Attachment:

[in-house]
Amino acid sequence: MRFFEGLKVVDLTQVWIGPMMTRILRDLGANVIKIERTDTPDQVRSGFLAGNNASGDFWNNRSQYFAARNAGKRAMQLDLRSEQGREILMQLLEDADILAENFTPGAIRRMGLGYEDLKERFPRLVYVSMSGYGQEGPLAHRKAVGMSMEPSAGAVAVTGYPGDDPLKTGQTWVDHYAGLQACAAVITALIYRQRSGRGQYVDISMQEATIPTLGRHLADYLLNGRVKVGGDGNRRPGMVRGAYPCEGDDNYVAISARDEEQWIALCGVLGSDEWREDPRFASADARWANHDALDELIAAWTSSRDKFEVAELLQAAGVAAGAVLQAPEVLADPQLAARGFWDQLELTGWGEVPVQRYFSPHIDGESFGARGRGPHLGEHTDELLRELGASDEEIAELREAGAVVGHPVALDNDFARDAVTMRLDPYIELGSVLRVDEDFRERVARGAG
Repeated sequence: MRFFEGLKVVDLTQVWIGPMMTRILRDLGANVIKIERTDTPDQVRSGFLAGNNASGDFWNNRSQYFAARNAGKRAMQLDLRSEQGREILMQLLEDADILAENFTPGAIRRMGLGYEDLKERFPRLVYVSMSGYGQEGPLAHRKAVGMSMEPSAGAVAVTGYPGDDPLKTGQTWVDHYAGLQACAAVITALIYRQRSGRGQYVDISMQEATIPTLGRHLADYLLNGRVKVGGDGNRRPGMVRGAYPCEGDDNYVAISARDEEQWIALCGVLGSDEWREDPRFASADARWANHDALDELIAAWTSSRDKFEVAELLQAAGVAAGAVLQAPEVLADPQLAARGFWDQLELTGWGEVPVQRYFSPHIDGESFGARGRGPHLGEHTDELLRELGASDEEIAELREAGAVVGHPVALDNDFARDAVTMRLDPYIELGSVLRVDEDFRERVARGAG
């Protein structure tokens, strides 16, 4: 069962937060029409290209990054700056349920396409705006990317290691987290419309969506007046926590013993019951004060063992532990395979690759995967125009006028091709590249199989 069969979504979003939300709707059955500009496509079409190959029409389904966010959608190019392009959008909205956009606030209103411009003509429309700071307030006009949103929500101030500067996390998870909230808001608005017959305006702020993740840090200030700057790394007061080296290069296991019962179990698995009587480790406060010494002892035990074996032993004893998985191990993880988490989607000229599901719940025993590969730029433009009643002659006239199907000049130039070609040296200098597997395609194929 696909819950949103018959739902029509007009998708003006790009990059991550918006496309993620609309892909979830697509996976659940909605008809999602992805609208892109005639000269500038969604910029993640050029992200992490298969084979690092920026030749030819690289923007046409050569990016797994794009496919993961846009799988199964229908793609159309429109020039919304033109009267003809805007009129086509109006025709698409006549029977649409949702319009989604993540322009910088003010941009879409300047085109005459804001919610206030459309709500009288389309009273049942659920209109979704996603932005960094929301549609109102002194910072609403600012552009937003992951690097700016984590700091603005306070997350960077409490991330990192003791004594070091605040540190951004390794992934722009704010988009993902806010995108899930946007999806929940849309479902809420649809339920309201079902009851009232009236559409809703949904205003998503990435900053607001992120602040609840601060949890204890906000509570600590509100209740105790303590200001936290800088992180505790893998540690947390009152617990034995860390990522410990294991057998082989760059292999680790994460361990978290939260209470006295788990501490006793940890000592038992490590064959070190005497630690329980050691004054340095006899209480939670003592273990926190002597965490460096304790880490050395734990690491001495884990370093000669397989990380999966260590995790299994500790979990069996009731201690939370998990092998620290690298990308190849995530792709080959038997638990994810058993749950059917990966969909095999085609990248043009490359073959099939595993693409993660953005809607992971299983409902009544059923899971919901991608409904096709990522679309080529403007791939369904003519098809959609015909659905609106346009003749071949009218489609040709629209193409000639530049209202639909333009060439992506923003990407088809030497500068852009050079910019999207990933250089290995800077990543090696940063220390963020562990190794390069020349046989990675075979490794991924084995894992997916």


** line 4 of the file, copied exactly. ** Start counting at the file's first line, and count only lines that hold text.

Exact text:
């Protein structure tokens, strides 16, 4: 069962937060029409290209990054700056349920396409705006990317290691987290419309969506007046926590013993019951004060063992532990395979690759995967125009006028091709590249199989 069969979504979003939300709707059955500009496509079409190959029409389904966010959608190019392009959008909205956009606030209103411009003509429309700071307030006009949103929500101030500067996390998870909230808001608005017959305006702020993740840090200030700057790394007061080296290069296991019962179990698995009587480790406060010494002892035990074996032993004893998985191990993880988490989607000229599901719940025993590969730029433009009643002659006239199907000049130039070609040296200098597997395609194929 696909819950949103018959739902029509007009998708003006790009990059991550918006496309993620609309892909979830697509996976659940909605008809999602992805609208892109005639000269500038969604910029993640050029992200992490298969084979690092920026030749030819690289923007046409050569990016797994794009496919993961846009799988199964229908793609159309429109020039919304033109009267003809805007009129086509109006025709698409006549029977649409949702319009989604993540322009910088003010941009879409300047085109005459804001919610206030459309709500009288389309009273049942659920209109979704996603932005960094929301549609109102002194910072609403600012552009937003992951690097700016984590700091603005306070997350960077409490991330990192003791004594070091605040540190951004390794992934722009704010988009993902806010995108899930946007999806929940849309479902809420649809339920309201079902009851009232009236559409809703949904205003998503990435900053607001992120602040609840601060949890204890906000509570600590509100209740105790303590200001936290800088992180505790893998540690947390009152617990034995860390990522410990294991057998082989760059292999680790994460361990978290939260209470006295788990501490006793940890000592038992490590064959070190005497630690329980050691004054340095006899209480939670003592273990926190002597965490460096304790880490050395734990690491001495884990370093000669397989990380999966260590995790299994500790979990069996009731201690939370998990092998620290690298990308190849995530792709080959038997638990994810058993749950059917990966969909095999085609990248043009490359073959099939595993693409993660953005809607992971299983409902009544059923899971919901991608409904096709990522679309080529403007791939369904003519098809959609015909659905609106346009003749071949009218489609040709629209193409000639530049209202639909333009060439992506923003990407088809030497500068852009050079910019999207990933250089290995800077990543090696940063220390963020562990190794390069020349046989990675075979490794991924084995894992997916």